For me, celery was one such item. I’d see a sale for 10 packages for $10 and wonder how I could justify the purchase. I mean, you can’t beat the price; around here, celery is often close to $3 a package! I’ve been trying to stock up for the winter since they’re forecasting a possibly bad one. I always trying to prepare in case my freelance income is drastically cut or I have unexpected expenses. So I decided to challenge myself to find ways to use 10 packages of celery when I saw it on sale again. And that is how I ended up with 10 bags of celery in my fridge.
If you’ve read this blog for any length of time, you know how much I love soups and stews. So of course I chopped some and put in the freezer. I’ve designated these to be used within 6 months, so I did not blanch those.
You may have read about my foray into making spice, herb, and veggie blends. It was just logical to dehydrate some. When I dehydrate celery, I do blanch. Otherwise, the strings can make it difficult to dry completely, and well, let’s face it–celery can be tough. When dry, they were whizzed through the mill. Some were stopped at the flake stage; they’re part of my soup blends. The rest were powdered, so I have homemade celery in my pantry.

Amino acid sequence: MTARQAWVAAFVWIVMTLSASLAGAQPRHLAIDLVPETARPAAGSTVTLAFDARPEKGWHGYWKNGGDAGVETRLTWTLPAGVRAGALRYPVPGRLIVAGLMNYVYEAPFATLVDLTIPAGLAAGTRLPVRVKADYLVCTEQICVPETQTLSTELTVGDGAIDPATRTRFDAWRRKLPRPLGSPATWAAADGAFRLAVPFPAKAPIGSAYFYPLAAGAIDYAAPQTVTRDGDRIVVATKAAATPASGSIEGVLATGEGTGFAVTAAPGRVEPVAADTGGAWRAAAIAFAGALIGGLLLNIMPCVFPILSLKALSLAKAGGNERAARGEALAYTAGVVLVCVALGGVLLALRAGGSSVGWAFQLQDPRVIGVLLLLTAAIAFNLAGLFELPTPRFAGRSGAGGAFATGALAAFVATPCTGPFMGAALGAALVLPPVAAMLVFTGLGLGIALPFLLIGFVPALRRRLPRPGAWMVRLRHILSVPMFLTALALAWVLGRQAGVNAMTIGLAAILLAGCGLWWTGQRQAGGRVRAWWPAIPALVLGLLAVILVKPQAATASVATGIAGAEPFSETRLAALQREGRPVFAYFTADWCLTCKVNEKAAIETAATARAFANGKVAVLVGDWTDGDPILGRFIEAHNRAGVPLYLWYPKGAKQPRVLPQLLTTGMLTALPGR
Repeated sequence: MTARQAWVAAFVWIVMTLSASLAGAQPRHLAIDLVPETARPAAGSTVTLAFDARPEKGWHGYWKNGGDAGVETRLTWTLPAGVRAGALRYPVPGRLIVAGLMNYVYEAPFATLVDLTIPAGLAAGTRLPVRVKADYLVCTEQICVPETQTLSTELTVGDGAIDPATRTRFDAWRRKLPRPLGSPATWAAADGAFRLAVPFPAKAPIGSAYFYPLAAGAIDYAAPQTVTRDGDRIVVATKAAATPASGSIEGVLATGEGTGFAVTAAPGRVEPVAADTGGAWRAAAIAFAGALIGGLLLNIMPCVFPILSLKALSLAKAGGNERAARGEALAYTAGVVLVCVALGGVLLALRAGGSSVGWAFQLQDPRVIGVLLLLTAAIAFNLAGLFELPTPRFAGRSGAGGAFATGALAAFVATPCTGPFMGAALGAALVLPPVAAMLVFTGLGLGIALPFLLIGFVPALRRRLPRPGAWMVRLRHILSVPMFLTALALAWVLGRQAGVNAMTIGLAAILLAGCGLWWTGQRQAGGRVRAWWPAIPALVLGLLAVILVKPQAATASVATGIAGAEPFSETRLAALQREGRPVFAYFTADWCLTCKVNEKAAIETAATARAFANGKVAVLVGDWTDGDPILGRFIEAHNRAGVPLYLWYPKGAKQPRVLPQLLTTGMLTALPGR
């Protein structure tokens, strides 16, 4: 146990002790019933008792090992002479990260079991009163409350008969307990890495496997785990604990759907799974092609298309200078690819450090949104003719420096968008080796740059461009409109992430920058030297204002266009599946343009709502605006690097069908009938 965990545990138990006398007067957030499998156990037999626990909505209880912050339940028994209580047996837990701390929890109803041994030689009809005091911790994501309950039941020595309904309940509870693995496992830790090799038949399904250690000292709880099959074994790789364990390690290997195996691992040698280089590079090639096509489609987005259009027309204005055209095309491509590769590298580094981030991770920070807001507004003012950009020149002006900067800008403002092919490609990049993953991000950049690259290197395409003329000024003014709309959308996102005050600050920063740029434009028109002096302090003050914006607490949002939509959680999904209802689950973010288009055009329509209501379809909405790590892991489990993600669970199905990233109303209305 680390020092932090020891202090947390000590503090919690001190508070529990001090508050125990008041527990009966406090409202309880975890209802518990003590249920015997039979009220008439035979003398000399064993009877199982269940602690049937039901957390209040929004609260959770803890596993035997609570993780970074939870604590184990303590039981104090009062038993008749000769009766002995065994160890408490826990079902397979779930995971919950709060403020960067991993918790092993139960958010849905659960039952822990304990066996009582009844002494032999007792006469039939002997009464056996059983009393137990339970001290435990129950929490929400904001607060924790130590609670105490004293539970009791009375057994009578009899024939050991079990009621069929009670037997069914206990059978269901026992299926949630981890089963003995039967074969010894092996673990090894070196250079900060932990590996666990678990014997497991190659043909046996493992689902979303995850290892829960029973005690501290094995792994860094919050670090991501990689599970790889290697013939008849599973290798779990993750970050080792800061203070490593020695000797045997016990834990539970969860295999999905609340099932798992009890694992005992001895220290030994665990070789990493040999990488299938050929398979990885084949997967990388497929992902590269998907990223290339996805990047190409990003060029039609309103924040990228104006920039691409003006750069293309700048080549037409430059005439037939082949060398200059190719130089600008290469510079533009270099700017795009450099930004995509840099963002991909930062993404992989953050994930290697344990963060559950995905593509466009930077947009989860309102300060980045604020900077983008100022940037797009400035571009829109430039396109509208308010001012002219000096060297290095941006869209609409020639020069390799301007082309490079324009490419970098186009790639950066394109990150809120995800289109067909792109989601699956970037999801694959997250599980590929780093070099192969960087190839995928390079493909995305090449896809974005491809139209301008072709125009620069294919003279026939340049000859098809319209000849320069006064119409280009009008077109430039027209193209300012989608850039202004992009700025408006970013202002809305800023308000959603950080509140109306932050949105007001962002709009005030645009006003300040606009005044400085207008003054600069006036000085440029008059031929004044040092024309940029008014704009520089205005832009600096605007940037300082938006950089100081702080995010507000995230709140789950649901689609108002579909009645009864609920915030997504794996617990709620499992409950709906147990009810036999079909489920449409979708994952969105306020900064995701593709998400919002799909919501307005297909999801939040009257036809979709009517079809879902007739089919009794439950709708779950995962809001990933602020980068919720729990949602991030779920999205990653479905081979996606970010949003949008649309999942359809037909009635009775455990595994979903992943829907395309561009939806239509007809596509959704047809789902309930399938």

I’ve mentioned one of my favorite Facebook groups, Fermenters Kitchen. A couple people mentioned fermenting celery, so I decided to give it a try. My response? Why in the world did I not do this sooner? It is so good. I used a 2.5 percent brine with filtered water. I was going to check it after a couple days (it’s a quick ferment), but, well, I forgot about it and didn’t check it for a week. It was done. Someone in the group said hers was still crunchy. Mine wasn’t. But that is perfectly okay with me. I ‘m guessing it would have been done and stayed crispy with a shorter ferment time. I’ll be making it again, and I think I’ll stick with the longer time.
When something kind of out of the ordinary goes on sale if you buy in bulk, don’t dismiss it out of hand. Give it some thought, and it might turn out to be a really good deal.
It’s long been said there are two things you shouldn’t discuss in “polite company” or at the dinner table: religion and politics. Based on my experiences, I’d add a third: Miracle Whip or mayonnaise?
Now don’t go running off. This isn’t going to be a discussion of the virtues of one or the other. I believe there’s room in this world for both. No, this is a post about my craving for cake.
White condiments and cake? Yes indeed. Mayonnaise cakes have been around a long time. Yes, longer than I have. Some sources state Hellman’s created the cake in the 1930s as a way to get around egg and butter shortages. But a recipe for chocolate mayonnaise cake was published in the Oakland Tribune on March 7, 1927. Whatever the source, it’s been around a long time.